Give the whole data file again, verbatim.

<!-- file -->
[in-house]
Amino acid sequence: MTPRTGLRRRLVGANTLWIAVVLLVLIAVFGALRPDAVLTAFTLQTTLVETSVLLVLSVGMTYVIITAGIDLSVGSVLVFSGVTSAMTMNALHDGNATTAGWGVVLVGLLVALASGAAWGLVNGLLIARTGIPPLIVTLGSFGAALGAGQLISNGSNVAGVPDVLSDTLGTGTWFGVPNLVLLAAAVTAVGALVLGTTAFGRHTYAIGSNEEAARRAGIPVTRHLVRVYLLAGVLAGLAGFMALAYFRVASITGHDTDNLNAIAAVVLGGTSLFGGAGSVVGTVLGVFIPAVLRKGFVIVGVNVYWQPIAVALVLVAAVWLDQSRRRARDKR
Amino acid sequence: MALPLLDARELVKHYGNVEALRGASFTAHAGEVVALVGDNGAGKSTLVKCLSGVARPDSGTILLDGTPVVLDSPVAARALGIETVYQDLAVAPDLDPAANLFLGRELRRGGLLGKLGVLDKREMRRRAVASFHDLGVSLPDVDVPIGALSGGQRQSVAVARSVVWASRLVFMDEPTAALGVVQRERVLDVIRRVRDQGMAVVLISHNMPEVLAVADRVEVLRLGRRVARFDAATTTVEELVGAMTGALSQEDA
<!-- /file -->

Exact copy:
[in-house]
Amino acid sequence: MTPRTGLRRRLVGANTLWIAVVLLVLIAVFGALRPDAVLTAFTLQTTLVETSVLLVLSVGMTYVIITAGIDLSVGSVLVFSGVTSAMTMNALHDGNATTAGWGVVLVGLLVALASGAAWGLVNGLLIARTGIPPLIVTLGSFGAALGAGQLISNGSNVAGVPDVLSDTLGTGTWFGVPNLVLLAAAVTAVGALVLGTTAFGRHTYAIGSNEEAARRAGIPVTRHLVRVYLLAGVLAGLAGFMALAYFRVASITGHDTDNLNAIAAVVLGGTSLFGGAGSVVGTVLGVFIPAVLRKGFVIVGVNVYWQPIAVALVLVAAVWLDQSRRRARDKR
Amino acid sequence: MALPLLDARELVKHYGNVEALRGASFTAHAGEVVALVGDNGAGKSTLVKCLSGVARPDSGTILLDGTPVVLDSPVAARALGIETVYQDLAVAPDLDPAANLFLGRELRRGGLLGKLGVLDKREMRRRAVASFHDLGVSLPDVDVPIGALSGGQRQSVAVARSVVWASRLVFMDEPTAALGVVQRERVLDVIRRVRDQGMAVVLISHNMPEVLAVADRVEVLRLGRRVARFDAATTTVEELVGAMTGALSQEDA